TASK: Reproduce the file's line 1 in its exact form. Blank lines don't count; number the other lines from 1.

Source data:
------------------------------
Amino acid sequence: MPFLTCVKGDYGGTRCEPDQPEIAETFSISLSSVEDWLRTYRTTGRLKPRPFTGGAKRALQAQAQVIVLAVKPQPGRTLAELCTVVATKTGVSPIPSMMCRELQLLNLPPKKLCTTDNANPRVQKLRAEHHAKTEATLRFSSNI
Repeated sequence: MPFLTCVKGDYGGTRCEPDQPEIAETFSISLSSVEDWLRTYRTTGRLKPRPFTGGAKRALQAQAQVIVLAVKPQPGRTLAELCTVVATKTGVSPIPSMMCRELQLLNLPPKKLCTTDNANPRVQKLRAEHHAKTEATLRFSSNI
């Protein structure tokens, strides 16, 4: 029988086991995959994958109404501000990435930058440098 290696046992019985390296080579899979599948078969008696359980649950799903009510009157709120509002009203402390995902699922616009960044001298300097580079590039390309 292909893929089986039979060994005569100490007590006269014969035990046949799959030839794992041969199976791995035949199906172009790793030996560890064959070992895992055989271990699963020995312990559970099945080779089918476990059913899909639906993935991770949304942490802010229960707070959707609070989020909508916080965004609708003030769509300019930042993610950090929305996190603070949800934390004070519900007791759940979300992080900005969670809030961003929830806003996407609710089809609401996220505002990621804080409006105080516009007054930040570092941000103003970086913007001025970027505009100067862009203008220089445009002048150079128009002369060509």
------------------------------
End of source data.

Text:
Amino acid sequence: MPFLTCVKGDYGGTRCEPDQPEIAETFSISLSSVEDWLRTYRTTGRLKPRPFTGGAKRALQAQAQVIVLAVKPQPGRTLAELCTVVATKTGVSPIPSMMCRELQLLNLPPKKLCTTDNANPRVQKLRAEHHAKTEATLRFSSNI